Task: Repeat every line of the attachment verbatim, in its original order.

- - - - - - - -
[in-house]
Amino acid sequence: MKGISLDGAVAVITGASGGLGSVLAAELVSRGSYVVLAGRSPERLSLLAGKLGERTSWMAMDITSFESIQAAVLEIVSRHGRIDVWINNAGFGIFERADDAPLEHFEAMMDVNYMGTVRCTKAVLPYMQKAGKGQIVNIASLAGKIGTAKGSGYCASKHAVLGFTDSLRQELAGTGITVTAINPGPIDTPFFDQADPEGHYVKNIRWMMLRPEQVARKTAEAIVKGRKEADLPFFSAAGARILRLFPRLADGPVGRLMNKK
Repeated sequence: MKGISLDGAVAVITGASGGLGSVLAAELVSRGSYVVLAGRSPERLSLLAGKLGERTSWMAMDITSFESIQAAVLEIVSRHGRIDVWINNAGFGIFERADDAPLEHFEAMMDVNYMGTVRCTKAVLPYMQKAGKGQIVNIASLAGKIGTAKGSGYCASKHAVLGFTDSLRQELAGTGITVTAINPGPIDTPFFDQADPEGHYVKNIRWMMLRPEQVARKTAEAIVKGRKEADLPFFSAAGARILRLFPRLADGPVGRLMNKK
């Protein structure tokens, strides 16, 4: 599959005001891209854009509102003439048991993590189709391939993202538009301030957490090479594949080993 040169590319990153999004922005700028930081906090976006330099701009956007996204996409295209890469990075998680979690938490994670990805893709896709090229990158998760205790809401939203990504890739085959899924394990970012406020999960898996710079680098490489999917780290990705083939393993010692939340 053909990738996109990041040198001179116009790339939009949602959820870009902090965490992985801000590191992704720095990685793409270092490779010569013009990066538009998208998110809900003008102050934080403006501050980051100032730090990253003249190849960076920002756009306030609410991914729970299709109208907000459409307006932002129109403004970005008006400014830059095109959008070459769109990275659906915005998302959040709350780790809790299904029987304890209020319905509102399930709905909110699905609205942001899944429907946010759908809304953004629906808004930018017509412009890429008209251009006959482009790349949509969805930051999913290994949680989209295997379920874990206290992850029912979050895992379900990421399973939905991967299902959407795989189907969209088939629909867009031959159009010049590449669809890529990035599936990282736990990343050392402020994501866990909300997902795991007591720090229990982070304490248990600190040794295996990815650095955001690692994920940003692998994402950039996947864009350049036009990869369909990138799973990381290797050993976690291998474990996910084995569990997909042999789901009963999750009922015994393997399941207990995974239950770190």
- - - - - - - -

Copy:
[in-house]
Amino acid sequence: MKGISLDGAVAVITGASGGLGSVLAAELVSRGSYVVLAGRSPERLSLLAGKLGERTSWMAMDITSFESIQAAVLEIVSRHGRIDVWINNAGFGIFERADDAPLEHFEAMMDVNYMGTVRCTKAVLPYMQKAGKGQIVNIASLAGKIGTAKGSGYCASKHAVLGFTDSLRQELAGTGITVTAINPGPIDTPFFDQADPEGHYVKNIRWMMLRPEQVARKTAEAIVKGRKEADLPFFSAAGARILRLFPRLADGPVGRLMNKK
Repeated sequence: MKGISLDGAVAVITGASGGLGSVLAAELVSRGSYVVLAGRSPERLSLLAGKLGERTSWMAMDITSFESIQAAVLEIVSRHGRIDVWINNAGFGIFERADDAPLEHFEAMMDVNYMGTVRCTKAVLPYMQKAGKGQIVNIASLAGKIGTAKGSGYCASKHAVLGFTDSLRQELAGTGITVTAINPGPIDTPFFDQADPEGHYVKNIRWMMLRPEQVARKTAEAIVKGRKEADLPFFSAAGARILRLFPRLADGPVGRLMNKK
């Protein structure tokens, strides 16, 4: 599959005001891209854009509102003439048991993590189709391939993202538009301030957490090479594949080993 040169590319990153999004922005700028930081906090976006330099701009956007996204996409295209890469990075998680979690938490994670990805893709896709090229990158998760205790809401939203990504890739085959899924394990970012406020999960898996710079680098490489999917780290990705083939393993010692939340 053909990738996109990041040198001179116009790339939009949602959820870009902090965490992985801000590191992704720095990685793409270092490779010569013009990066538009998208998110809900003008102050934080403006501050980051100032730090990253003249190849960076920002756009306030609410991914729970299709109208907000459409307006932002129109403004970005008006400014830059095109959008070459769109990275659906915005998302959040709350780790809790299904029987304890209020319905509102399930709905909110699905609205942001899944429907946010759908809304953004629906808004930018017509412009890429008209251009006959482009790349949509969805930051999913290994949680989209295997379920874990206290992850029912979050895992379900990421399973939905991967299902959407795989189907969209088939629909867009031959159009010049590449669809890529990035599936990282736990990343050392402020994501866990909300997902795991007591720090229990982070304490248990600190040794295996990815650095955001690692994920940003692998994402950039996947864009350049036009990869369909990138799973990381290797050993976690291998474990996910084995569990997909042999789901009963999750009922015994393997399941207990995974239950770190």